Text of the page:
Works from 1976 to 1985
Marks Center for the Arts
College of the Desert
February 13-March 28, 2008
This 2008 exhibit of Don Sorenson's works, 1976 to 1985, at the
Marks Galley, College of the Desert, began as a simple request to
speak with a gentleman, Jim Sorenson, about how and where to donate
a painting by his brother. Upon hearing the name, Don Sorenson,
my memory gave me that, "I know that name" message. A
few more minutes of conversation, and an afternoon in 1978 at Nicholas
Wilder's Gallery in Santa Monica came into view. On that afternoon,
I was introduced to one of the hottest young painters in Los Angeles,
Don Sorenson. Don and I were both beginning our professional careers.
Curating this exhibit has been an emotionally powerful experience.
I have been given the opportunity to retrace my professional steps
and be reintroduced to the extraordinary and timeless works of Don
Sorenson. Twenty-three years since leaving this world, the artist
Don Sorenson continues to remind us thru his work that Art reveals
with clarity, power and unvanquished energy. Art is a depository-
a place for the maker to place philosophies, emotions, images and
a portion of their soul. Don Sorenson speaks to us all. He takes
us on a personal journey and we converse with him silently, intimately.
The Los Angeles art scene in the 1970 and 80s was well populated
with innovators- artists who had learned to believe in themselves
and began making works that became the foundation for Los Angeles'
international identity as a cultural center. It seems as though
each week was energized by several openings where new works by the
likes of John Baldessari, Sam Francis, Martha Alf, John McCracken,
Ed Moses, Robert Irwin, Joe Goode, Ron Davis and others kept the
creative atmosphere electric.
Surrounded by talents, a young Don Sorenson stepped up and made
himself known. Sorenson's commitment was to painting and his talent
as a painter was recognized. Unlike others who branched off toward
narrative, conceptual and installation art, Sorenson relied upon
Modernist structure- a grid and geometric forms- and fused it with
his personal signature of layering, splattering and a color palette
soon to be recognized as Sorenson. Don's search for a new structure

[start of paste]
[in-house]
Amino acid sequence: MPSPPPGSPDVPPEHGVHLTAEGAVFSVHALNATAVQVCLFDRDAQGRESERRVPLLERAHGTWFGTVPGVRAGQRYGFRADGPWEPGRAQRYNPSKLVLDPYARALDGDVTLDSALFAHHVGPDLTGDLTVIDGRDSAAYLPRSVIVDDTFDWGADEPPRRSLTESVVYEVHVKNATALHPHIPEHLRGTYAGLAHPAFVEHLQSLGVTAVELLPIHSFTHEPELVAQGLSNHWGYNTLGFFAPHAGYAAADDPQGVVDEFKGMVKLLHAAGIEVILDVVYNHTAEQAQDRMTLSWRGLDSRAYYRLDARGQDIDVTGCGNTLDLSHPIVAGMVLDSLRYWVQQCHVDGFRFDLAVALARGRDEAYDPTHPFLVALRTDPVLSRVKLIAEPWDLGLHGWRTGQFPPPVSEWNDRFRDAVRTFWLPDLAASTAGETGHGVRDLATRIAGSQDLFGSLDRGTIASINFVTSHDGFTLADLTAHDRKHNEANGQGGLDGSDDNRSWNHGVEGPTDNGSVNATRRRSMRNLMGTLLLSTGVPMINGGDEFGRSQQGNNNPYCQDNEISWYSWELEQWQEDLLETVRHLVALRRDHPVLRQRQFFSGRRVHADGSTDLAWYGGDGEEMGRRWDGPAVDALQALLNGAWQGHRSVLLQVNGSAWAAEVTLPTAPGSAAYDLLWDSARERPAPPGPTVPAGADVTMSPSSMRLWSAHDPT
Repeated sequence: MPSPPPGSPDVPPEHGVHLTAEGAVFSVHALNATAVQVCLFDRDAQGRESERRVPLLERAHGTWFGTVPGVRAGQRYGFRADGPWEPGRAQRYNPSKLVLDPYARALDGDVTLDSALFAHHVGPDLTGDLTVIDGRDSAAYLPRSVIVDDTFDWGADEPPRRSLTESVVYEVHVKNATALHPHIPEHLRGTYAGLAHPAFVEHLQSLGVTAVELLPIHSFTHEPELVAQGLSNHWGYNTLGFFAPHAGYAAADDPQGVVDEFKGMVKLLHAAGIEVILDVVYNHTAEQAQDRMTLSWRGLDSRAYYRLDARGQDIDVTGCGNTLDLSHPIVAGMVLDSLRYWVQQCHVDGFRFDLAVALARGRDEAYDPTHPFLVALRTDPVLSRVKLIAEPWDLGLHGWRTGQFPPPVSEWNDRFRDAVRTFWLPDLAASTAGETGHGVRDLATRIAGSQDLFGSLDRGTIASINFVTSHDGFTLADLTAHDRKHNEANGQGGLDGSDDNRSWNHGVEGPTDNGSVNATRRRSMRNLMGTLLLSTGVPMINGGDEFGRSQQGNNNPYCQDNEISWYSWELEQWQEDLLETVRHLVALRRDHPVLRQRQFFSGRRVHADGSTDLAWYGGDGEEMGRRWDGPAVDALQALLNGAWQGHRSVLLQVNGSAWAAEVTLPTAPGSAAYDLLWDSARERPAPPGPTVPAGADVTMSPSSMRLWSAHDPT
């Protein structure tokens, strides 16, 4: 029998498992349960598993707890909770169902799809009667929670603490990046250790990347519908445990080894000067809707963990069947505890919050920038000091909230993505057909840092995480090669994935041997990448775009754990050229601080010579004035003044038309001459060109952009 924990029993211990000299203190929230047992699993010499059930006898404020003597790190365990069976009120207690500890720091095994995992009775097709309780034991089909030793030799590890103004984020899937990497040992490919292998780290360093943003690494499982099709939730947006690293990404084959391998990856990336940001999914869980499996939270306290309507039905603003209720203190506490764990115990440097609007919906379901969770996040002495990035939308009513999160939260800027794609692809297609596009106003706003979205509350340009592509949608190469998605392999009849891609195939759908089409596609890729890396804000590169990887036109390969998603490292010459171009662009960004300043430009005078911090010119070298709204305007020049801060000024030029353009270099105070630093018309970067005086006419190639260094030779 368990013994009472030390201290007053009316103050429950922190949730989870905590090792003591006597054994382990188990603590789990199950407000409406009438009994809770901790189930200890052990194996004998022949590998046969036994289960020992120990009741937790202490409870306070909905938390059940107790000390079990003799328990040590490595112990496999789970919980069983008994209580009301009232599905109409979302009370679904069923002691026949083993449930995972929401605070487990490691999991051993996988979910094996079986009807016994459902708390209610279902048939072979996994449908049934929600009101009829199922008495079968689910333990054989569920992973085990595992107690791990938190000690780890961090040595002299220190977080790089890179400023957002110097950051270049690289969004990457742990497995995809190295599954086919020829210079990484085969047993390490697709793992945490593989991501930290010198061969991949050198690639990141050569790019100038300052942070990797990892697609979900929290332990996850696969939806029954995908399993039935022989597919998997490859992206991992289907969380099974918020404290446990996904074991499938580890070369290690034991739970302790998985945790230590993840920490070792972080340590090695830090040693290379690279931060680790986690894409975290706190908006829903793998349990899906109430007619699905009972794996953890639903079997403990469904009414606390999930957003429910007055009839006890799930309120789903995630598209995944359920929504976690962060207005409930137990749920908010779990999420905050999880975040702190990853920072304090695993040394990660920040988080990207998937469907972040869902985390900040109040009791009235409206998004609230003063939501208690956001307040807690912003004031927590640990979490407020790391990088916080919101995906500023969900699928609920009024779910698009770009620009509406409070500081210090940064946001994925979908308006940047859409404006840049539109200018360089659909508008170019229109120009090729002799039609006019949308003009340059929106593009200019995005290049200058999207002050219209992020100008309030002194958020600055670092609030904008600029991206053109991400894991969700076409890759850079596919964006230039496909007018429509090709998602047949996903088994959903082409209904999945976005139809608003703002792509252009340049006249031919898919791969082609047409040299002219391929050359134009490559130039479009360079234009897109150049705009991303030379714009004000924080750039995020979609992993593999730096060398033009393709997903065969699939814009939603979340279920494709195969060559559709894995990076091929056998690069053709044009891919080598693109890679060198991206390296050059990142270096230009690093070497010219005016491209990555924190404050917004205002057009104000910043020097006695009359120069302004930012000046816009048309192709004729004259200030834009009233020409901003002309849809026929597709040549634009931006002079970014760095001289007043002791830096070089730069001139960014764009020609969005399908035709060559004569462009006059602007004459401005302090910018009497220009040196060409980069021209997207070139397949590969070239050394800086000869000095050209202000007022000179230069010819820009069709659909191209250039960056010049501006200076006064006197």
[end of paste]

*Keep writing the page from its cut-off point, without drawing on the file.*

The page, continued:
in painting created works that consisted of spatial images which
forced the work from the world of flat to the world of visual three-dimensionality.
Each work gave the viewer a world to inhabit and traverse. Although
painted more than twenty years ago, Don Sorenson's works remain
vital, mysterious and energizing.
In her 1978 catalogue essay for a retrospective of works by Don
Sorenson, art historian and writer Melinda Wortz wrote: "With
regard to content, Sorenson involves himself with painting because
of its potential for spiritual metaphor. In this regard he recalls
Agnes Martin's lecture at the Pasadena Art Museum in the early 1970s
as a pivotal influence, together with his art historical study of
writings by 20th century painters like Kandinsky, Malevich and Mondrian.
Raised in a strict Lutheran family, Sorenson had experienced ecstatic
religious visions when he was a student and more recently when practicing
Zen meditation." Unknown to Wortz at the time, Sorenson's "ecstatic
religious visions" resulted from his experimentation with mind
altering drugs. Similarly, many creative people in the 1970s experimented
with such drugs in search of the next creative plateau. On one particular
occasion, Don's experimentation resulted in a seriously physical
adverse reaction. Typical for any human, Sorenson called out to
God to stop his painful situation. As if written for and taken from
a film sequence, Don's physical reactions to the drugs ceased. Although
he never subsequently described himself as religious , his work
possessed such levels of visual complexity they could be seen as
examples of one artist's beliefs, layer upon layer until they became
one mesmerizing image.
Sorenson's early paintings illustrate his understanding and need
to challenge the formal theories of abstraction. Sorenson made works
of spatial illusions that minimized the generally held notion of
critics such as Clement Greenberg, that paintings should acknowledge
the inherent flatness of a picture plane. Sorenson's overlapping
images, layers of paint and use of order/chaos illusion set him
aside and gave his work elements that have been described by critic
Michael Duncan as "not representing or delineating a specific
space, they assume a role as fully-fleshed abstract objects- thus
achieving a kind of "pure" abstraction similar to that
desired by Malevich and Mondrian."
In the late 70s, Sorenson's curves evolved into deliberate, straight
lines weaving themselves into zigzag designs reminiscent of traditional
design motifs used by Navaho weavers in their extraordinary blankets.